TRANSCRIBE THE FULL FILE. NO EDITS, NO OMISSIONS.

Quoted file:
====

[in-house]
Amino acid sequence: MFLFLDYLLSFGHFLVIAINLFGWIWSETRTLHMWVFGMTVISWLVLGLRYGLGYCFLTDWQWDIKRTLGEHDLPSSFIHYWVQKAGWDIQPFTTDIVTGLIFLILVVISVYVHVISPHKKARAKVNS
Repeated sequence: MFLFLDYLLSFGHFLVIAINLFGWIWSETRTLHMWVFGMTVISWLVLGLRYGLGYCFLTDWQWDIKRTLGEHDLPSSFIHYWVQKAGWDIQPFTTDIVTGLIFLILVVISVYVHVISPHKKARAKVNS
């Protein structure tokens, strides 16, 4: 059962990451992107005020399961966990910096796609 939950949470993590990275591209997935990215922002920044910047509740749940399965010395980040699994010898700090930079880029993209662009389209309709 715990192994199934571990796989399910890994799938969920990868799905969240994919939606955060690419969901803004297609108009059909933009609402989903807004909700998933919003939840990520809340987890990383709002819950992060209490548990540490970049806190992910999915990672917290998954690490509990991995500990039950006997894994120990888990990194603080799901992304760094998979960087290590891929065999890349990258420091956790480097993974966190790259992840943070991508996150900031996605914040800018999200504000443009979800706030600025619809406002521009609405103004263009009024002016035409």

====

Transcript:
[in-house]
Amino acid sequence: MFLFLDYLLSFGHFLVIAINLFGWIWSETRTLHMWVFGMTVISWLVLGLRYGLGYCFLTDWQWDIKRTLGEHDLPSSFIHYWVQKAGWDIQPFTTDIVTGLIFLILVVISVYVHVISPHKKARAKVNS
Repeated sequence: MFLFLDYLLSFGHFLVIAINLFGWIWSETRTLHMWVFGMTVISWLVLGLRYGLGYCFLTDWQWDIKRTLGEHDLPSSFIHYWVQKAGWDIQPFTTDIVTGLIFLILVVISVYVHVISPHKKARAKVNS
């Protein structure tokens, strides 16, 4: 059962990451992107005020399961966990910096796609 939950949470993590990275591209997935990215922002920044910047509740749940399965010395980040699994010898700090930079880029993209662009389209309709 715990192994199934571990796989399910890994799938969920990868799905969240994919939606955060690419969901803004297609108009059909933009609402989903807004909700998933919003939840990520809340987890990383709002819950992060209490548990540490970049806190992910999915990672917290998954690490509990991995500990039950006997894994120990888990990194603080799901992304760094998979960087290590891929065999890349990258420091956790480097993974966190790259992840943070991508996150900031996605914040800018999200504000443009979800706030600025619809406002521009609405103004263009009024002016035409």